Meanwhile, in the laboratory, Clark and Lois have been trying to cajole Morton into revealing his secret. He won't answer any questions, but he does offer a demonstration. They phone a weather station, which calls for "clear and cool" weather tonight, but Morton says there will be fog and hail, almost immediately. He goes to his equipment, twiddles some controls, and invites the two reporters to go out on the balcony.
Naturally, outdoors it is clear and cool. Clark remarks that Morton's laboratory is nothing like any weather station he's ever seen. He suspects that Morton's "predictions" are actually a diversion. Then, Lois notes that the stars have clouded over, just as they're suddenly bombarded with hail. They rush back inside and close all the windows, as the fog gets thicker and the hailstones larger.
They hear something that sounds like a shot from inside the observatory, and go downstairs to investigate, where they find Elmer Rogers, dead of a gunshot fired at close range . . .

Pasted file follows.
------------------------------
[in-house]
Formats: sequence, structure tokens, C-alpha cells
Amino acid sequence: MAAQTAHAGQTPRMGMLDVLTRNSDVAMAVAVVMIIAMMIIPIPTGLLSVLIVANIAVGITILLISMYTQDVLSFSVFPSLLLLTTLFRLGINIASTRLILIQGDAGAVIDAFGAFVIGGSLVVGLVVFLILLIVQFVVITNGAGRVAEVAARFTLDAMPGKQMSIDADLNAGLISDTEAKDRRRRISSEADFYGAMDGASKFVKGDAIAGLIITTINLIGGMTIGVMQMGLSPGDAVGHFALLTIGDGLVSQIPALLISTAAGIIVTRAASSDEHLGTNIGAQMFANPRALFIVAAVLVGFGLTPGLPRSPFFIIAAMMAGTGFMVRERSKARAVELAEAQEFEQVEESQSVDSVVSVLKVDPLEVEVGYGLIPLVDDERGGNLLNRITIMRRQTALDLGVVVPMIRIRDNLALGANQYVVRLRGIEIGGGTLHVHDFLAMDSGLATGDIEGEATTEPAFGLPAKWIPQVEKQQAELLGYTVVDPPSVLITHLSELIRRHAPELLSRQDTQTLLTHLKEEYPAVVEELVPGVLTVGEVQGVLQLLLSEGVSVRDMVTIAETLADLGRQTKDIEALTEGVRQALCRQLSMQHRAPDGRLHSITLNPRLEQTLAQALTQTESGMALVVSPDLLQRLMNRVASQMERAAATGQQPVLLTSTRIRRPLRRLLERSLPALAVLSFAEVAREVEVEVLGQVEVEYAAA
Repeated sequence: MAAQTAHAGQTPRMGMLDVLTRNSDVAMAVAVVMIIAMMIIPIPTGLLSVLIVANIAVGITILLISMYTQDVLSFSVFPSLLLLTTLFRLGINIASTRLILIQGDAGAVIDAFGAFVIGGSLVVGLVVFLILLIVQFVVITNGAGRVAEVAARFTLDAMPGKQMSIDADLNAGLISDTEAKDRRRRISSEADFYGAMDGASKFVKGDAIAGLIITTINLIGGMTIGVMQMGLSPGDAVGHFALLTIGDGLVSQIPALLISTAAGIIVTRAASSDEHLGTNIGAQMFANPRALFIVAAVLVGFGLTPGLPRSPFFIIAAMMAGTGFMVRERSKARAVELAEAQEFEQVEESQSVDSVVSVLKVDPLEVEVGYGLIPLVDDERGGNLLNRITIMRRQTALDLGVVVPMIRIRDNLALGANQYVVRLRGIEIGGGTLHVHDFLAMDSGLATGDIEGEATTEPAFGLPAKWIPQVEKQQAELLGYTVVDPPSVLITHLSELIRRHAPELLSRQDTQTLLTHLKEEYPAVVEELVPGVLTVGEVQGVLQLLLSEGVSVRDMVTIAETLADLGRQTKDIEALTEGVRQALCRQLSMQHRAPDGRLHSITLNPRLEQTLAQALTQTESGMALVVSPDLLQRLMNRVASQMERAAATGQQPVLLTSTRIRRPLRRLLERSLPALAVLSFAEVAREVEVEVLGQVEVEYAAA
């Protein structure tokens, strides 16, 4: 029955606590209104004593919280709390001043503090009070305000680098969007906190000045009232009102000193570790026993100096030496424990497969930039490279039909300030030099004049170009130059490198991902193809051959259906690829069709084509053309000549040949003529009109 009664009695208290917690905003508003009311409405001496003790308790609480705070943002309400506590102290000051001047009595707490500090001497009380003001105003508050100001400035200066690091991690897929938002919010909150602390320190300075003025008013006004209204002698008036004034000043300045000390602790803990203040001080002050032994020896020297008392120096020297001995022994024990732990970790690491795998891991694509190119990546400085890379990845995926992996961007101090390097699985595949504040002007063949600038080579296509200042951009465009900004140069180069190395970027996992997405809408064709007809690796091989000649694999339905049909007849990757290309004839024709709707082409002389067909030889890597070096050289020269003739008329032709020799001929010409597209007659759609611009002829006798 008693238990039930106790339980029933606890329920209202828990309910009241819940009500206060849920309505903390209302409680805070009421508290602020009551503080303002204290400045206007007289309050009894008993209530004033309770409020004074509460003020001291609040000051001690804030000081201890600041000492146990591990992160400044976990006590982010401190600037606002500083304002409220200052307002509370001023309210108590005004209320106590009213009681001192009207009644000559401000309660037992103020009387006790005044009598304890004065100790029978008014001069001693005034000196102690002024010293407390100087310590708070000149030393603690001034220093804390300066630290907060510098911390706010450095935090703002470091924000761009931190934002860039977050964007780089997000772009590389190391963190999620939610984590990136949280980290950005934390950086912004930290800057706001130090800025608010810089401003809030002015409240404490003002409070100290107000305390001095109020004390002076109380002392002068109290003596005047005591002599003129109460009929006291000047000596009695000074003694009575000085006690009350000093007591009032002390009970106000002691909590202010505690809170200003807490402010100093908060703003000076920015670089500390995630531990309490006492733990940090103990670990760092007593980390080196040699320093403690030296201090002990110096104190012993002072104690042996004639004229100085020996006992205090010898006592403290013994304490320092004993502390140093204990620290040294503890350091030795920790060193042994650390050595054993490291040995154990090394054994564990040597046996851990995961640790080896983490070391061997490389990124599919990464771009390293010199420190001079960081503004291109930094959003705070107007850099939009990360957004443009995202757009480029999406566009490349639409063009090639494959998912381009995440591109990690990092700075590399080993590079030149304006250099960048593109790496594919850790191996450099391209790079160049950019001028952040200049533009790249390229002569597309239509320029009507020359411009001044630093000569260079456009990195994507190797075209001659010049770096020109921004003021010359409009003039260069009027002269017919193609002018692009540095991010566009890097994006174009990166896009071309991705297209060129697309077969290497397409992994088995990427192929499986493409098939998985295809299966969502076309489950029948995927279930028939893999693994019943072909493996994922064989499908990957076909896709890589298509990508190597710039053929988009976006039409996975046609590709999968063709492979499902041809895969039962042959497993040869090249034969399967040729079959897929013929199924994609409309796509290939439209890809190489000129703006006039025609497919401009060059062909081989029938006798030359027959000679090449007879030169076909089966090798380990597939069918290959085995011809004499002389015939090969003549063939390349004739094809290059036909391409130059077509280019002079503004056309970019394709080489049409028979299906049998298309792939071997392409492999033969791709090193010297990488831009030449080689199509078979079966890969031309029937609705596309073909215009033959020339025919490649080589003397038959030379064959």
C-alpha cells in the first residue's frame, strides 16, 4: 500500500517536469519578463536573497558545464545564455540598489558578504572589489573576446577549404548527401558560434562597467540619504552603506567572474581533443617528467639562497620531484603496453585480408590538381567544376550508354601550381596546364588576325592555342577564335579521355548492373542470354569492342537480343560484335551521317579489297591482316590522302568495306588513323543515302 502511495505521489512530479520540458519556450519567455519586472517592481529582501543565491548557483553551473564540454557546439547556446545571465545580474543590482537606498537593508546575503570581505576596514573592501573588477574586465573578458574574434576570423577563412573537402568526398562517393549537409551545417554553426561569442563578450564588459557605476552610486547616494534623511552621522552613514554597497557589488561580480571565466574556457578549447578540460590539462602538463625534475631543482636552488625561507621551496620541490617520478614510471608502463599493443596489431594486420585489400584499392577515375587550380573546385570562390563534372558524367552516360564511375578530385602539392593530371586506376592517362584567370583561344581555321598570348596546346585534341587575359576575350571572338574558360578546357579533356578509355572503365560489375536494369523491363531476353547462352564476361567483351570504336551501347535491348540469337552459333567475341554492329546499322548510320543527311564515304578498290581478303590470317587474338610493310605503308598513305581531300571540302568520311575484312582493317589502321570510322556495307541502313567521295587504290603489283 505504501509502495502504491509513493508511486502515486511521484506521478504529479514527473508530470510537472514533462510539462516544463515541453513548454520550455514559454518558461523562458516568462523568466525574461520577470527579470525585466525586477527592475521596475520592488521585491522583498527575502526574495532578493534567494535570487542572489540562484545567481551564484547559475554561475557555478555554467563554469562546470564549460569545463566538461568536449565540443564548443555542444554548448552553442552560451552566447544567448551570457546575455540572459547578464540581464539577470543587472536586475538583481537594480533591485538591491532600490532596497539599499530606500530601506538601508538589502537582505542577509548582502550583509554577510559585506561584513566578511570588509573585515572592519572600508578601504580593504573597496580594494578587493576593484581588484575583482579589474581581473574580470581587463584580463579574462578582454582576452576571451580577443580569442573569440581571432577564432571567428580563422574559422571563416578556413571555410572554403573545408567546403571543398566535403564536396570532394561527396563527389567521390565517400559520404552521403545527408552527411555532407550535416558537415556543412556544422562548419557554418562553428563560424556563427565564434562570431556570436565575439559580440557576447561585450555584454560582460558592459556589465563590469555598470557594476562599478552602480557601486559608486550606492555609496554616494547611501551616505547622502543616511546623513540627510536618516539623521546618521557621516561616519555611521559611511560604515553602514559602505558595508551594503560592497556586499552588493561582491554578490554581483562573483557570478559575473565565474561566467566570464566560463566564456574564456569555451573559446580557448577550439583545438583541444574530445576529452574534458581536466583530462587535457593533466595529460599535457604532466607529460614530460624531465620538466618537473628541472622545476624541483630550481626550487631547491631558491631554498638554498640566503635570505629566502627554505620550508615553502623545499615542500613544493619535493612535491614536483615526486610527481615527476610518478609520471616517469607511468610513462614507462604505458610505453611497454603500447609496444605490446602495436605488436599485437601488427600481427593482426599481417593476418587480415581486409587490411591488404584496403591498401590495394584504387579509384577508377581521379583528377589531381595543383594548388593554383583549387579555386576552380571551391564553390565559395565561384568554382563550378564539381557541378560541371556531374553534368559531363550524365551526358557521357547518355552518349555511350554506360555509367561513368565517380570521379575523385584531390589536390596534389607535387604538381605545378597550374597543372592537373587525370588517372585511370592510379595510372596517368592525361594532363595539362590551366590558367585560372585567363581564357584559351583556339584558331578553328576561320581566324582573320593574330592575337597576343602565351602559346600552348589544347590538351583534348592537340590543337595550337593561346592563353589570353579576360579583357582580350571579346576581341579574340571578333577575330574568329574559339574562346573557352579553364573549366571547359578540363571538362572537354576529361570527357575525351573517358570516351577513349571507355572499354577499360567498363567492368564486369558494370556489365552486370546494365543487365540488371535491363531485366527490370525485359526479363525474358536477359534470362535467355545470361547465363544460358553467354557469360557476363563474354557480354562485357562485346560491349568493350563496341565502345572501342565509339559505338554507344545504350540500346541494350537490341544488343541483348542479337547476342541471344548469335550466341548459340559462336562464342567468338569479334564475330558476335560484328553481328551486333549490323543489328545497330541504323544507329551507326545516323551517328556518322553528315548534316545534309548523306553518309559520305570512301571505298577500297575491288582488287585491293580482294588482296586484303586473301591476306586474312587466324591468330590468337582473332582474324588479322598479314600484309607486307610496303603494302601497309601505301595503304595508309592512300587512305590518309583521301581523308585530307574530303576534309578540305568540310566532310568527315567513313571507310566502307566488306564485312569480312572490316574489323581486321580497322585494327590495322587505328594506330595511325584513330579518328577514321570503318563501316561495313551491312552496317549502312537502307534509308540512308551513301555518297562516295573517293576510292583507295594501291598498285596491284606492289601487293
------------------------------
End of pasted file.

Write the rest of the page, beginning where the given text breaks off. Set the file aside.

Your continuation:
Who killed Rogers?
What secret did he want to tell them?
Was it, "Dr. Morton isn't really predicting the weather, you know"?
I hope my nagging questions this week aren't spoilers, but I find it rather obvious—from the plot, not merely the titles—that Uncle Horace's big secret is that he doesn't predict the weather, he manipulates it. (An alternative title for this serial is, in fact, "Horace Morton's Weather Predictions," which is a little less spoileriffic.) In my opinion, the real mystery here is what the connection is between Morton and the various crimes going on. Is he a co-conspirator with this "syndicate" Collins spoke of? Is he being blackmailed?
This a good start to a new story. While part 2 lacks any Superman action, I really didn't miss it this time. It's been a long time since I heard this serial, so I honestly don't remember what happens next. If the writers can maintain this momentum, it'll go a long way to make up for the silliness that was "Alonso Craig, Arctic Explorer."
1. Come to think of it, at this point I don't know whether the ongoing love triangle between Clark, Lois, and Superman ever comes into play in this series.